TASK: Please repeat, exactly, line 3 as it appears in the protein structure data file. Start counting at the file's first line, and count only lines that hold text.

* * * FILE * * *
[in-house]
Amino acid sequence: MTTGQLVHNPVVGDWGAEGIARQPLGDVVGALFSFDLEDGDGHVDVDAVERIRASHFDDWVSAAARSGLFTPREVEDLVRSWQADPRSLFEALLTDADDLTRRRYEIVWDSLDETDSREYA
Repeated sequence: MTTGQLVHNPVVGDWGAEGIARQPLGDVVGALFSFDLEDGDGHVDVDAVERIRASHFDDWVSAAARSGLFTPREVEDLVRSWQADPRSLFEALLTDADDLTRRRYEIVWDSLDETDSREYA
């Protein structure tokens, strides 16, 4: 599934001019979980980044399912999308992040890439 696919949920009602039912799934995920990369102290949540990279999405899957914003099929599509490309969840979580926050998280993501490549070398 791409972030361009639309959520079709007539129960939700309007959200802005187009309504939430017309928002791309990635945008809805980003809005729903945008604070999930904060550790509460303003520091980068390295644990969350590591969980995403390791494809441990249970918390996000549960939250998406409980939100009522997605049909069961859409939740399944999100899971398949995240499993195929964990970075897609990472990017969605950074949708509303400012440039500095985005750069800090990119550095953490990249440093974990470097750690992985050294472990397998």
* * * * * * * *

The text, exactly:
Repeated sequence: MTTGQLVHNPVVGDWGAEGIARQPLGDVVGALFSFDLEDGDGHVDVDAVERIRASHFDDWVSAAARSGLFTPREVEDLVRSWQADPRSLFEALLTDADDLTRRRYEIVWDSLDETDSREYA